Cleaning Your Leather Goods
There are a number of leather cleaning products sold. Follow the instructions carefully and test on a small hidden area before applying to the entire product. If in doubt consult a professional for best results. Apply your product using the following steps:
- Pick a product -
Mild soap and water - Many soaps need to be avoided because their are highly alkaline.They will damage the leather by removing the tannins. Dove is a good choice.
Leather Cleaner - These are pH balanced to avoid damaging the leather, don’t require pre-mixing, and are easy to use. Lexol is one of many commercial cleaners on the market. Both types of product will re-hydrate the leather, helping it to wash away salt and grime as well as open the pores that may have gotten clogged.
- Test the product - Apply some product to a test area that is hidden from normal view. Make sure that it is not leaving any greasy residue, which can introduce bacteria or weaken the stitching, or causing spotting, discoloration, or excessive stiffness. If it is discontinue immediately.
- Apply the product - Apply the product and then optionally follow up with brushing. If the problem is only salt damage, typically caused by wearing shoes in the snow after roads have been salted, just use a damp cloth to wipe it off. Several applications may be required, and then finish off with a light bushing. This should be done as soon as possible because salt, left untreated, will dry out the leather. Skip other cleaning products until all visible traces of salt are removed.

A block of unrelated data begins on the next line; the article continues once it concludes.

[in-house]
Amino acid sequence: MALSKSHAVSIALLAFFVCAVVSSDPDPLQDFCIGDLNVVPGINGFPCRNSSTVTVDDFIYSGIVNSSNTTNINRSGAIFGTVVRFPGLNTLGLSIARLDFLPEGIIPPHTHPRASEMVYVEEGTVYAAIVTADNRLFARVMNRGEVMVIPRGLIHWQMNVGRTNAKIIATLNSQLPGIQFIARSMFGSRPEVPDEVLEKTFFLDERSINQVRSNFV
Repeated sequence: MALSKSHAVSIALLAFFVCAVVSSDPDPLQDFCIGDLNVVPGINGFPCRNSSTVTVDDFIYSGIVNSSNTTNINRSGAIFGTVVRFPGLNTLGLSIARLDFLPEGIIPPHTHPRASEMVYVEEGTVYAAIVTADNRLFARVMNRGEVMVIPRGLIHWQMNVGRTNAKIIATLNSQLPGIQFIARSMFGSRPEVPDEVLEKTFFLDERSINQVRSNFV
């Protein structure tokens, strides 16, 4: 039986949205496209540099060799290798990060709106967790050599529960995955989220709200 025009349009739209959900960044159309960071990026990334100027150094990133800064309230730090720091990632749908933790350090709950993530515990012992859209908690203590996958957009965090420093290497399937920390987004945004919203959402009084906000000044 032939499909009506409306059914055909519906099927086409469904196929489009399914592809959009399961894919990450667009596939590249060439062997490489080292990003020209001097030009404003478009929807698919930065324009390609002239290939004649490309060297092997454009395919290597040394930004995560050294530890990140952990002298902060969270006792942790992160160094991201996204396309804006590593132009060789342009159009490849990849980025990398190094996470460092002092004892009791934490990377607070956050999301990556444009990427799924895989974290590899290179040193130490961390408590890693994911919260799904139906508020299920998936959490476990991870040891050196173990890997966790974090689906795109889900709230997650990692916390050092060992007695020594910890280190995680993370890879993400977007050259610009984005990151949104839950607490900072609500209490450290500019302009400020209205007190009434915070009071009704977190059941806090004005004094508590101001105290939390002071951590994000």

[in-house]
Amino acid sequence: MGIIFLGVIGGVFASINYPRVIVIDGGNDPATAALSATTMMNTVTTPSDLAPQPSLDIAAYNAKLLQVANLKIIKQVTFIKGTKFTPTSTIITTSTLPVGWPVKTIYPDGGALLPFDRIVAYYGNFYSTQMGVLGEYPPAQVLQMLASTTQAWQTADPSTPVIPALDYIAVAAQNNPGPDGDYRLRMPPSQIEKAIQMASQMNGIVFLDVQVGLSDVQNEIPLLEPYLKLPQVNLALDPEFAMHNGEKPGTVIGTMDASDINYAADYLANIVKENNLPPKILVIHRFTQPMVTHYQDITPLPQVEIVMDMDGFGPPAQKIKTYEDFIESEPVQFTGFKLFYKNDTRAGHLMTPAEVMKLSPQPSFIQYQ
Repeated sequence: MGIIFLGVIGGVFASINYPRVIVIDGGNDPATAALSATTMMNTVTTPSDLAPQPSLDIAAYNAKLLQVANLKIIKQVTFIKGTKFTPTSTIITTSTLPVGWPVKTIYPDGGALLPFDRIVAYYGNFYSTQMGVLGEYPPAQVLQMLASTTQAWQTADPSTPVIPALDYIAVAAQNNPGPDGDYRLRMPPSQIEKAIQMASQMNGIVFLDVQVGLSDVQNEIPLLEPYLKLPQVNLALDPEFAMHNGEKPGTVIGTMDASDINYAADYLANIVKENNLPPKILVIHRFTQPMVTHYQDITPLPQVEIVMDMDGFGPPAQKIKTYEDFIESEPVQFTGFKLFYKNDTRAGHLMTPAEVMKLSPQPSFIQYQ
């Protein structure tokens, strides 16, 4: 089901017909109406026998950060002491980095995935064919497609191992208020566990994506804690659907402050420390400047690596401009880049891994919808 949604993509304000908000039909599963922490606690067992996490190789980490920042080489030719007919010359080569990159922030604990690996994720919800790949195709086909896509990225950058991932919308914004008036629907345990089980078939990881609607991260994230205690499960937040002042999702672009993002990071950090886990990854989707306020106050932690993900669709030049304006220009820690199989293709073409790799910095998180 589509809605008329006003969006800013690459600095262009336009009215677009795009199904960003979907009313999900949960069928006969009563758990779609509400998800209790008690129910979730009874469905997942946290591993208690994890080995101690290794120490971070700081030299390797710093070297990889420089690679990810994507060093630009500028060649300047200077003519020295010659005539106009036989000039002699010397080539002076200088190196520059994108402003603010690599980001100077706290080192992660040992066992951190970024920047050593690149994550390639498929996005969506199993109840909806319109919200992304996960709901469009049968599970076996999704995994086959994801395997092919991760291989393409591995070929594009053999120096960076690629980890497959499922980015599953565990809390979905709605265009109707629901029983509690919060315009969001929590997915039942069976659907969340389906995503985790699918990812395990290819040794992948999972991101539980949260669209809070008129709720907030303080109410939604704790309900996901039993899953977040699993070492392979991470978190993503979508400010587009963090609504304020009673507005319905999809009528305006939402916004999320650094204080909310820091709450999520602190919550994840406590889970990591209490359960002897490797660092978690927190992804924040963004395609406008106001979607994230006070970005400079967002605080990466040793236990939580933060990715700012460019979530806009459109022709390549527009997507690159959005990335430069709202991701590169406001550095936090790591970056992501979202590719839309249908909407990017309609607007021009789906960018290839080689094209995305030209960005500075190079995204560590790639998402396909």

- Let your leather dry - Drying should be done slowly and naturally. To hasten the process, stuff newspaper in your bag or shoes, to help draw out the moisture. Do not ever use a heat source, such as a fireplace or heater to speed the process, which can dry out the leather and make it stiff and brittle.
- Reapply if necessary - Apply an additional treatment if you did not get the results you desired.